Return to T Ching Classics: Stress
When do women look their worst? What is the most stressful day of the week? What is the most stressful time of the year? How does stress affect the body? How do you relieve stress?
A British survey has concluded that Tuesday at 11:45 AM is when stress hits the hardest – many Americans agree. And a British company launching an anti-aging cream found that women look their worst on Wednesdays at 3:30 PM.
In America, Monday was perceived to be the most stressful day of the week, but upon delving into that, it was also the day most people dawdled (my word). The things they put off on Monday hit home hard on Tuesday, causing a great deal of stress. For many, Wednesday was the most stressful day of the week and the day most people reported working through their lunch hours. Another survey reported that Thursday is a common night for people to have sex – contributing to the fact that Fridays seem to be the least stressful day for many. They believed there was a direct tie-in.
Holidays can also be the most stressful time for folks, but they can also be the happiest time for many. Traffic is stressful, co-workers are stressful, bosses are stressful, family problems are stressful, responsibilities are stressful, and deadlines are stressful. A lack of sleep makes us easily stressed.
According to WebMD.com:
“43% of all adults suffer adverse health effects from stress.
* 75% to 90% of all doctor’s office visits are for stress-related ailments and complaints.
* Stress can play a part in problems such as headaches, high blood pressure, heart problems, diabetes, skin conditions, asthma, arthritis, depression, and anxiety.
* The Occupational Safety and Health Administration (OSHA) declared stress a hazard of the workplace. Stress costs American industry more than $300 billion annually.”
A great deal of information is out there about stress – some contradictory, some startling, and some subjective. But stress is stress, so wherever it comes from, we must learn to deal with it, relieve it, and release it.
According to the Mayo Clinic:
“Stress symptoms may be affecting your health, even though you might not realize it. You may think illness is to blame for that nagging headache, your frequent insomnia or your decreased productivity at work. But stress may actually be the culprit.
* Indeed, stress symptoms can affect your body, your thoughts and feelings, and your behavior. Being able to recognize common stress symptoms can give you a jump on managing them. Stress that’s left unchecked can contribute to health problems such as high blood pressure, heart disease, obesity and diabetes.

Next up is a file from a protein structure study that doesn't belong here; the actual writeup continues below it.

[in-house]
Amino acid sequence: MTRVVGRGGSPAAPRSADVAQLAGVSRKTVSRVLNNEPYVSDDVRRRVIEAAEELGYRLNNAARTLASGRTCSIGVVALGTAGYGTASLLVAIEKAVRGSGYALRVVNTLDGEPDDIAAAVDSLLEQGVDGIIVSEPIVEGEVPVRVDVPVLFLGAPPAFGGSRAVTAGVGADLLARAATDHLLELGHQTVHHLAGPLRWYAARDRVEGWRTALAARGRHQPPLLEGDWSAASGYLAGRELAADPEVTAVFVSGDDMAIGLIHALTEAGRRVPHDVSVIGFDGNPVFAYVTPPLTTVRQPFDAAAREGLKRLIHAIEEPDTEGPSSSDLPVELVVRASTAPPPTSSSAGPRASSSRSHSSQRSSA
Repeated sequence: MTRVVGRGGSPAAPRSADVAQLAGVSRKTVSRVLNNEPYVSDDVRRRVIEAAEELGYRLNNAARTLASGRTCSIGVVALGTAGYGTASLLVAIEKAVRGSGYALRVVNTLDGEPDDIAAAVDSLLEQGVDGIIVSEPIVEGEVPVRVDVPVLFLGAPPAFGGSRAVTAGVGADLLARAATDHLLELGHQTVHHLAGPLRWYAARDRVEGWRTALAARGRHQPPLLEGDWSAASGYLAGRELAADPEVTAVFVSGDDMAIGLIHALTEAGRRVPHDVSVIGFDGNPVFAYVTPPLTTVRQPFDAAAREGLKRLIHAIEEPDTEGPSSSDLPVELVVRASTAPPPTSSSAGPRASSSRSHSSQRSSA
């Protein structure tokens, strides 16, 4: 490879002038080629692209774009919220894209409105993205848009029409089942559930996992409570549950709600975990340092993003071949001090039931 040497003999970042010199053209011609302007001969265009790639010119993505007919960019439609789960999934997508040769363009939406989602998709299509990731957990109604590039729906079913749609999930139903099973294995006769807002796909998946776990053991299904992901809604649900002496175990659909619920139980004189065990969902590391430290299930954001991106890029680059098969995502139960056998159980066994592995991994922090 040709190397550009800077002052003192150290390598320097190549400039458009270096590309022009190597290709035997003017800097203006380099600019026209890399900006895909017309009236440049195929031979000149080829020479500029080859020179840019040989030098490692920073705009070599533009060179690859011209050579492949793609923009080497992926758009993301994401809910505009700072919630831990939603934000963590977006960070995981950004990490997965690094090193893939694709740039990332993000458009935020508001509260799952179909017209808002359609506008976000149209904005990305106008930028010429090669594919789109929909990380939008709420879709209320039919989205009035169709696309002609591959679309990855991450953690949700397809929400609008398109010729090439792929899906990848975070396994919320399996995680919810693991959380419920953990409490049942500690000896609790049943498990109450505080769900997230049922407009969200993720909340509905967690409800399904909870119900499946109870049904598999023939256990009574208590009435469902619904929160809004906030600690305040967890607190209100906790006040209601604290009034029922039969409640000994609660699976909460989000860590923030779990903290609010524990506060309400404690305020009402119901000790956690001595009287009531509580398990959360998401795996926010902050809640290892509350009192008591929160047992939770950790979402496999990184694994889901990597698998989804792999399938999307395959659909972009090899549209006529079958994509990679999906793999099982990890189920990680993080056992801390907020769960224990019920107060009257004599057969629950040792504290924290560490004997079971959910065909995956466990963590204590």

* Of course, if you’re not sure if stress is the cause or if you’ve taken steps to control your stress but your symptoms continue, see your doctor. Your doctor may want to check for other potential causes.”
When I asked what FOODS help to relieve stress – guess what came up several times?
Of course, you knew I was going there! Sadly though, most Americans are not aware that tea can help them relax, and therefore, relieve their stress. According to EatingWell.com,
“‘Drinking caffeinated black, green or oolong tea varieties may elicit a more alert state of mind,’ says a study in The Journal of Nutrition. Researchers think theanine – an amino acid present in these tea varieties – may work synergistically with caffeine to improve attention and focus. To reap the benefits, the study’s results suggest drinking five to six (8-ounce) cups of tea daily.”
This is not news to those of us in the world of tea, but I truly believe that this is also part of a very valuable message we can impart to those purchasing our teas or questioning the need for tea: “Stress drags us down – tea lifts us up.”
Keep the message plain and simple and send your customers away with hope and appreciation. Let them know that in the time it takes to mindfully sip a cup of tea they can enhance their lives and take better take care of their mind, body, and soul.
Ladies, take a teapot to work, put a stash of tea in a drawer, plug in your kettles, and sip the stress away. Especially before 3:00 PM on Wednesday, steep your tea and get a jump on the Wednesday 3:30 PM doldrums because it is showing up on our faces. And yes, used teabags on closed eye lids are still a tried-and-true remedy that works!
Photo “an unwitting victim…” is copyright under Creative Commons 2.0 Generic License to the photographer “bark” and is being posted unaltered (source)
Photo “zen and the art of grain” is copyright under Creative Commons 2.0 Generic License to the photographer David Singleton and is being posted unaltered (source)